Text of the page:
The public is encouraged to attend a community meeting to be held on Tuesday, May 17th from 6:00 p.m. until 8:30 p.m. at the Santa Barbara Museum of Natural History’s Fleischmann Auditorium. These public meetings are a key element of an extensive strategic planning process for future programmatic elements of the Santa Barbara Botanic Garden. The feedback received from the first two meetings has been incorporated into the Garden’s strategic plan and has been invaluable.
There are many exciting things happening at the Garden. This year marks the Santa Barbara Botanic Garden’s 85th year serving the community. While celebrating the storied past of this local gem, the Garden also looks toward a vibrant future. With recently appointed
Executive Director Steve Windhager, Ph.D. leading the Santa Barbara Botanic Garden, it is hoped that the public will voice their support and concerns, and create an open and collaborative process to help to guide the organization in writing the next chapter of its long history.
Steve Windhager is guiding the Garden to create a vision for the future and identify the programs and efforts whereby the Garden can best serve the community. Over the last several months, a group designated to work on this planning process (composed of staff, volunteers, and Trustees) will determine the programs and initiatives needed to best achieve the Garden’s mission. At the May 17th meeting, Dr. Windhager will explain the process SBBG is using to develop the plan, discuss the current status of the process, and provide an update on the direction the Garden is moving. This is an opportunity for the public to ask questions and provide input.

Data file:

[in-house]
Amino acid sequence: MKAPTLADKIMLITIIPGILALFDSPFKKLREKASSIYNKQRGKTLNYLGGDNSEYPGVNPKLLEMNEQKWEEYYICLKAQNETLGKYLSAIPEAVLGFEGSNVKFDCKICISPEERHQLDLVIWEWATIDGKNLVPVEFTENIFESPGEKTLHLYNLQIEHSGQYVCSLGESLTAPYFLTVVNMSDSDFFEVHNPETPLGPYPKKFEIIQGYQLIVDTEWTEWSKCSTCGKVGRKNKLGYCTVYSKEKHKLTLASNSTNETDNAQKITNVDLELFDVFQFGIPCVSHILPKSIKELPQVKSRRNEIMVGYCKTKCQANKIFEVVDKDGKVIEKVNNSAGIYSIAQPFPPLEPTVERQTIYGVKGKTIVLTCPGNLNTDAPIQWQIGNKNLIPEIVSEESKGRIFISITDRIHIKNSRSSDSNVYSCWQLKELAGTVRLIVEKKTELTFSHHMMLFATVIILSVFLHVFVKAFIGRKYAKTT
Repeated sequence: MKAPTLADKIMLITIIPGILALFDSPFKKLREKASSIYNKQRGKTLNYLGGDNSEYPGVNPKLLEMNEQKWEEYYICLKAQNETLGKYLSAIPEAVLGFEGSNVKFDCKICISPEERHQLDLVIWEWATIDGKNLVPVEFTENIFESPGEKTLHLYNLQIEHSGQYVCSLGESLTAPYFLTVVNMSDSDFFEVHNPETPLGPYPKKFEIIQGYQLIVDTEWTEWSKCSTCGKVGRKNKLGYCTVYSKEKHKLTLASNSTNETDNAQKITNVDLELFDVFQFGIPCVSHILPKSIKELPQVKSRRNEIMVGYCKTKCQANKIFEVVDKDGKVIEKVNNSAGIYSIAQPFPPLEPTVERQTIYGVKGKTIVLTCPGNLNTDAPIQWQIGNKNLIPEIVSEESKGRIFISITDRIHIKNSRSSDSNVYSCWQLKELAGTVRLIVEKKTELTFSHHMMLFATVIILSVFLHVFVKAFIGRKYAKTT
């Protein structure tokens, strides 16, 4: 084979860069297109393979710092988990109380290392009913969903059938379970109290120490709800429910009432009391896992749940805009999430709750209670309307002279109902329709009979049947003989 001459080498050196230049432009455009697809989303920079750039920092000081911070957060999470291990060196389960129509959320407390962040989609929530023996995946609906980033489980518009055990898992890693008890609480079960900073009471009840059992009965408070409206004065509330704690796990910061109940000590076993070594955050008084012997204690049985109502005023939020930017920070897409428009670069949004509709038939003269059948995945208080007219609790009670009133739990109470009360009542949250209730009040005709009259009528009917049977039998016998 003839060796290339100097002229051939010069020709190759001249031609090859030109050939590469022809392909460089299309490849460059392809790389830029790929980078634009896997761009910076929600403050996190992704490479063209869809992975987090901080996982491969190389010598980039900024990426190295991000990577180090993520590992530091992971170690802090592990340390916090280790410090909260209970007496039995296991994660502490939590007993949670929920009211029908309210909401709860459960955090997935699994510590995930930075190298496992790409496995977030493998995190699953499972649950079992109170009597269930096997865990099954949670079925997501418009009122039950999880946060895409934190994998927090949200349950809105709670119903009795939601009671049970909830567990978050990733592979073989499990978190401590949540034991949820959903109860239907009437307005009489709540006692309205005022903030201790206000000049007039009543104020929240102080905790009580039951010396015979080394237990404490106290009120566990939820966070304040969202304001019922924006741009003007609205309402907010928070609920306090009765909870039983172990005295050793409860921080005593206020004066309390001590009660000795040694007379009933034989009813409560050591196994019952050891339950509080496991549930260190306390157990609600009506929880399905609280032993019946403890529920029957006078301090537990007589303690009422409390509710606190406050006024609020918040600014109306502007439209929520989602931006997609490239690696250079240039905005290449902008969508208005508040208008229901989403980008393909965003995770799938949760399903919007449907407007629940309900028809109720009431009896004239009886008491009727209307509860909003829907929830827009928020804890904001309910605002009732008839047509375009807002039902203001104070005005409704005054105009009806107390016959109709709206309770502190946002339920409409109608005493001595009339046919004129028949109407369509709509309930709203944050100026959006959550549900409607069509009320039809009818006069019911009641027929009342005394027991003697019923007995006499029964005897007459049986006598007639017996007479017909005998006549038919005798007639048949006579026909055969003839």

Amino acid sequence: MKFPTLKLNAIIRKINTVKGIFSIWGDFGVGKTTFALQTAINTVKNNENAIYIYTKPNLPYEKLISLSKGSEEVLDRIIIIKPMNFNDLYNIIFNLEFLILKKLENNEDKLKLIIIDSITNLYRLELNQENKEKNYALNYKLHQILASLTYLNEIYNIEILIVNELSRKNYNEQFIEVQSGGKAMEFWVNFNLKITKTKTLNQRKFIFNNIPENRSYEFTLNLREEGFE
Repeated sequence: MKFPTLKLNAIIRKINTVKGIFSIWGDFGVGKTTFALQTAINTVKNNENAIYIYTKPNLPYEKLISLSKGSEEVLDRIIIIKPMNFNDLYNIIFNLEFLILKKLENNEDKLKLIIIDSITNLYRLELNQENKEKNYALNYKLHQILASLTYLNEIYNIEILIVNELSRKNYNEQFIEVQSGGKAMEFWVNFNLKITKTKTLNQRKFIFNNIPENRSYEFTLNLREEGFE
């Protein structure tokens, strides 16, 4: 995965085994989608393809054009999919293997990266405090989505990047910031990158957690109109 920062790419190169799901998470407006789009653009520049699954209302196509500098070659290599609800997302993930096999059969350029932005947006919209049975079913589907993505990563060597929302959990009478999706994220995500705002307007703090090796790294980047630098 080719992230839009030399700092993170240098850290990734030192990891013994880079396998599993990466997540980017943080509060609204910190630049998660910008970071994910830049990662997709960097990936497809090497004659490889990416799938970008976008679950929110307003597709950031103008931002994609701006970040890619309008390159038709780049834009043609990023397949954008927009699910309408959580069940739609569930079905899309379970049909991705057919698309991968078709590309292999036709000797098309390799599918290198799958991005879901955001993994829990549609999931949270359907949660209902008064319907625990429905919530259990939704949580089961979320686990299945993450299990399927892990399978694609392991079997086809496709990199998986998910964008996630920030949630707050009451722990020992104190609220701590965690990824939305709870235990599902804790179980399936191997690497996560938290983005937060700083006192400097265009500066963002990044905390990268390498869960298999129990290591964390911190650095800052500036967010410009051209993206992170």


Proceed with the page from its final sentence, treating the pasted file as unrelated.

“We received valuable feedback from the first two meetings held in February and April, and have incorporated these comments into the roadmap we will use to guide our future activities,” Windhager stated. “Throughout this process, we have used this information to focus on what our priorities are now, and what they should be going forward, in the areas of research, education, and our gardens. Input from the public has already been very helpful in refining the plan. We are looking forward to their continued involvement to conserve this beautiful garden for many generations to come.”